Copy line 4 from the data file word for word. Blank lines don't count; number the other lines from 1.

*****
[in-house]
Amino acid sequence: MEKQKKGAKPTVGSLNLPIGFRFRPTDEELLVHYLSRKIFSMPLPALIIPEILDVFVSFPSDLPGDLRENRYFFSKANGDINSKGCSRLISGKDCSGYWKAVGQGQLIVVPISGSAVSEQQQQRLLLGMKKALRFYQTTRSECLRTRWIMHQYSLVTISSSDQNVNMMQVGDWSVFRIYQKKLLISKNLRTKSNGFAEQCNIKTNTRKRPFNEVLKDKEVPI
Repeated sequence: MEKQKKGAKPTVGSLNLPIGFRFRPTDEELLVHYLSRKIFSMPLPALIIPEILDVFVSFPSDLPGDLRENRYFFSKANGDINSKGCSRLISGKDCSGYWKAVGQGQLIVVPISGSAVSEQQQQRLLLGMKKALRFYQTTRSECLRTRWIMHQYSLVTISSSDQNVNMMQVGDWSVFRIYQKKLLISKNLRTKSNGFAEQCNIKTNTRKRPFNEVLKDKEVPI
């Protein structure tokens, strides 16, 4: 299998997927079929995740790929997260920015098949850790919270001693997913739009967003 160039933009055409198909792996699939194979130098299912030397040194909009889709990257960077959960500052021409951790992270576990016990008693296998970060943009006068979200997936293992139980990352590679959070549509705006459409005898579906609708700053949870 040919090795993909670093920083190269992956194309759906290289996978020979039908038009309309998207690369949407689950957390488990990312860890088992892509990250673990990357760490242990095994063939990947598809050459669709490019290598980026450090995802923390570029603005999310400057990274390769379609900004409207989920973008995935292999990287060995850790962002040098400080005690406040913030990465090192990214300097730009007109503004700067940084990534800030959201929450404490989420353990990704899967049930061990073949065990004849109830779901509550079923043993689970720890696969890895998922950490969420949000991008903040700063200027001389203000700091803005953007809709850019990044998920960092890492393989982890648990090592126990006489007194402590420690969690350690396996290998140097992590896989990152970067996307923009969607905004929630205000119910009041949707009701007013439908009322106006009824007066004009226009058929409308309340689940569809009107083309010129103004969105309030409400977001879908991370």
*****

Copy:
């Protein structure tokens, strides 16, 4: 299998997927079929995740790929997260920015098949850790919270001693997913739009967003 160039933009055409198909792996699939194979130098299912030397040194909009889709990257960077959960500052021409951790992270576990016990008693296998970060943009006068979200997936293992139980990352590679959070549509705006459409005898579906609708700053949870 040919090795993909670093920083190269992956194309759906290289996978020979039908038009309309998207690369949407689950957390488990990312860890088992892509990250673990990357760490242990095994063939990947598809050459669709490019290598980026450090995802923390570029603005999310400057990274390769379609900004409207989920973008995935292999990287060995850790962002040098400080005690406040913030990465090192990214300097730009007109503004700067940084990534800030959201929450404490989420353990990704899967049930061990073949065990004849109830779901509550079923043993689970720890696969890895998922950490969420949000991008903040700063200027001389203000700091803005953007809709850019990044998920960092890492393989982890648990090592126990006489007194402590420690969690350690396996290998140097992590896989990152970067996307923009969607905004929630205000119910009041949707009701007013439908009322106006009824007066004009226009058929409308309340689940569809009107083309010129103004969105309030409400977001879908991370």